Guest post by Robert P. Duckworth
The mantra of many, crying foul in the presidential victory of Donald J. Trump, is to let every vote count so “the will of the people can be heard.” It resonates with a clarion call to "abolish the Electoral College” since Trump "only" won the total Electoral College count of the states, not a plurality of the popular vote nationwide.
Thus, for them the Trump win is deemed a democratic inequity, or worse, the election of an illegitimate president. This flawed belief is grounded in a constitutional misconception: That is, our American form of government is a direct democracy, not a Constitutional Republic as approved in 1798 by the states ratifying the U.S. Constitution.
The Framers at the Constitutional Convention designed a unique federal system of government for "we the people," one whereby governmental powers are shared and balanced between the states and a national government. The Framers purposely avoided a direct democracy that would stack the larger states against the smaller. Rather, representing each state, they hammered out a new form of government that separated and balanced state and federal powers to protect the political rights and liberty of citizens in each state. In a word, they created a uniquely American federal system to which Ben Franklin quipped: “A Republic if you can keep it.”
The Framers also reflected their federal plan in crafting a mechanism for electing the president of the United States in Article II, Section 1. They saw a danger in allowing a presidential winner-take-all popular vote. This would strip the representation of small states against states with larger demographics such as Virginia in choosing a president. And they were correct. An example of a popular vote scheme in this past election would have allowed four of the most populated states, California, Illinois, New York and Massachusetts, to determine the presidency outcome before the election even began.
So, with the Electoral College, the presidential election is really separate state elections. As such, states like Wyoming and Iowa have a say in the election of a president. Article II, Section 1 sets up the Electoral College along the lines of Congress the Framers established in Article I. To wit: “Each State shall appoint, in such manner as the (state) legislature thereof may direct, a Number of Electors, equal to the whole Number of Senators and Representatives to which the State may be entitled in Congress.”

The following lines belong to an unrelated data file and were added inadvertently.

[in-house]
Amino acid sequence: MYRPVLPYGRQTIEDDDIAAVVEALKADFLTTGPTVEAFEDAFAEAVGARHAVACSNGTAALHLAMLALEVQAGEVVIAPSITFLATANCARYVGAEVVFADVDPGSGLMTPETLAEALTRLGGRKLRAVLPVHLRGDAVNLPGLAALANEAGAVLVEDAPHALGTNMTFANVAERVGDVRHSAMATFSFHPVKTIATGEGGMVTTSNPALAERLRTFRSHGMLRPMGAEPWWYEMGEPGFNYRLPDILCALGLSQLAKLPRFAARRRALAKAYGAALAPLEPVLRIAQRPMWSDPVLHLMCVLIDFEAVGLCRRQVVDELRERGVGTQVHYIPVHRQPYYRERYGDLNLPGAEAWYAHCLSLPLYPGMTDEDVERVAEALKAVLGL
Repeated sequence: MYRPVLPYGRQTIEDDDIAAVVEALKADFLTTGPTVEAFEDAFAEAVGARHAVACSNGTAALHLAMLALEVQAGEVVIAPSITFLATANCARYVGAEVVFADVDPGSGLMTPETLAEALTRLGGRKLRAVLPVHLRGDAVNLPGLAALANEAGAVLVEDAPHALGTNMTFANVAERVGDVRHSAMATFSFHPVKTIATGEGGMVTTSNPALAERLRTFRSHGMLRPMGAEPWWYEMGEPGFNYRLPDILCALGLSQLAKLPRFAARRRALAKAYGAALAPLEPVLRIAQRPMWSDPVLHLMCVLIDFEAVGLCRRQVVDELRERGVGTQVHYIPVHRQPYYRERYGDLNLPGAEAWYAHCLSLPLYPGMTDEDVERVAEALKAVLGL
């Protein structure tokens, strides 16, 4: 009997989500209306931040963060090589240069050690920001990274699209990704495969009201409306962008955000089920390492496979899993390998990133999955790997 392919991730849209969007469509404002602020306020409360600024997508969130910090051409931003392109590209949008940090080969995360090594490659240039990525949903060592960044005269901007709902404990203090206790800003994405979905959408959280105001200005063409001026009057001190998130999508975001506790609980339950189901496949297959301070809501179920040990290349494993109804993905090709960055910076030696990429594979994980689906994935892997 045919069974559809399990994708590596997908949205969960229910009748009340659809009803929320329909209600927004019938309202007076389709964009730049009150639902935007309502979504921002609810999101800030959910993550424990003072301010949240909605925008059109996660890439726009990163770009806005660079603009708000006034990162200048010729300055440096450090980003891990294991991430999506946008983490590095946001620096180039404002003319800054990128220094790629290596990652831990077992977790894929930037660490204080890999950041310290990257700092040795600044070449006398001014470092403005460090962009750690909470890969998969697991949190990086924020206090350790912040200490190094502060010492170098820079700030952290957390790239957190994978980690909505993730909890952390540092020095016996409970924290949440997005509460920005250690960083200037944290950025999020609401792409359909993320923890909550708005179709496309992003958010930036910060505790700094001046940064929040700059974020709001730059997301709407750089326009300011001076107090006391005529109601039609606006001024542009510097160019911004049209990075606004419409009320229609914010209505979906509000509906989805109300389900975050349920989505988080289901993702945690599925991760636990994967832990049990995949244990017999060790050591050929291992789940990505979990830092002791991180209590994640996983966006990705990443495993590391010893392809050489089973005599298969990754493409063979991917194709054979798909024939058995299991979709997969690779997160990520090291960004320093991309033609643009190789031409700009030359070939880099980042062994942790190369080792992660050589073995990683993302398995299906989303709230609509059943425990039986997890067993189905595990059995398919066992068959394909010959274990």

To change the way we select the president by scrapping the Electoral College means amending the Constitution. Article V presents a very steep amendment process to do this, thereby making it moot. A better path to correct any "democratic inequity" in our Electoral College is to focus change at the state level. Convince state lawmakers to base their presidential electoral votes proportionally by congressional districts. Whoever wins the popular district vote gets that portion of the electoral vote and whoever wins the statewide count receives two votes based on their senators.
If such a method had been enacted in Maryland in this last election, not all 10 electoral votes would have been cast for Trump’s opponent. I had proposed this, as others have, right after the Bush and Gore election in 2000. That’s how it is done in Maine. And it is certainly superior to amending the Constitution and ignoring our Founding Fathers' hard-earned Republic. Yes, let every vote count. But don’t scrap the Electoral College, democratize it!